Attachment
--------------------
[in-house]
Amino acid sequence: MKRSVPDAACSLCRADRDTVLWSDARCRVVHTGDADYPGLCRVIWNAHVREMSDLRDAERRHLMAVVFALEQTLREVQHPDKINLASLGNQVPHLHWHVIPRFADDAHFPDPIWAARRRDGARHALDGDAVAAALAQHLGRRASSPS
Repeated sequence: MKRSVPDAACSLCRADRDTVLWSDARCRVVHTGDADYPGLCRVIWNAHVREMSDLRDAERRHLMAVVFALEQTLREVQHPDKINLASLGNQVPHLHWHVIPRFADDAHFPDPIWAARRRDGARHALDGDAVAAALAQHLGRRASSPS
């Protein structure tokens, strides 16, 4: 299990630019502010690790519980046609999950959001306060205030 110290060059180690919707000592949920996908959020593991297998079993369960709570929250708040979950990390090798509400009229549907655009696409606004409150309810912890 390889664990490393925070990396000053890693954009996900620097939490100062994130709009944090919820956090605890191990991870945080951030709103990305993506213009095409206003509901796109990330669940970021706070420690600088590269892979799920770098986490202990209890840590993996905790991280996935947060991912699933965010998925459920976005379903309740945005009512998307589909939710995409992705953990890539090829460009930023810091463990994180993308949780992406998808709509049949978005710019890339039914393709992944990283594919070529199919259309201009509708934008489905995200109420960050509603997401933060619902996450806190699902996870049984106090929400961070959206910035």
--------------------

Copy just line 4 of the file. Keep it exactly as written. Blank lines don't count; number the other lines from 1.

């Protein structure tokens, strides 16, 4: 299990630019502010690790519980046609999950959001306060205030 110290060059180690919707000592949920996908959020593991297998079993369960709570929250708040979950990390090798509400009229549907655009696409606004409150309810912890 390889664990490393925070990396000053890693954009996900620097939490100062994130709009944090919820956090605890191990991870945080951030709103990305993506213009095409206003509901796109990330669940970021706070420690600088590269892979799920770098986490202990209890840590993996905790991280996935947060991912699933965010998925459920976005379903309740945005009512998307589909939710995409992705953990890539090829460009930023810091463990994180993308949780992406998808709509049949978005710019890339039914393709992944990283594919070529199919259309201009509708934008489905995200109420960050509603997401933060619902996450806190699902996870049984106090929400961070959206910035």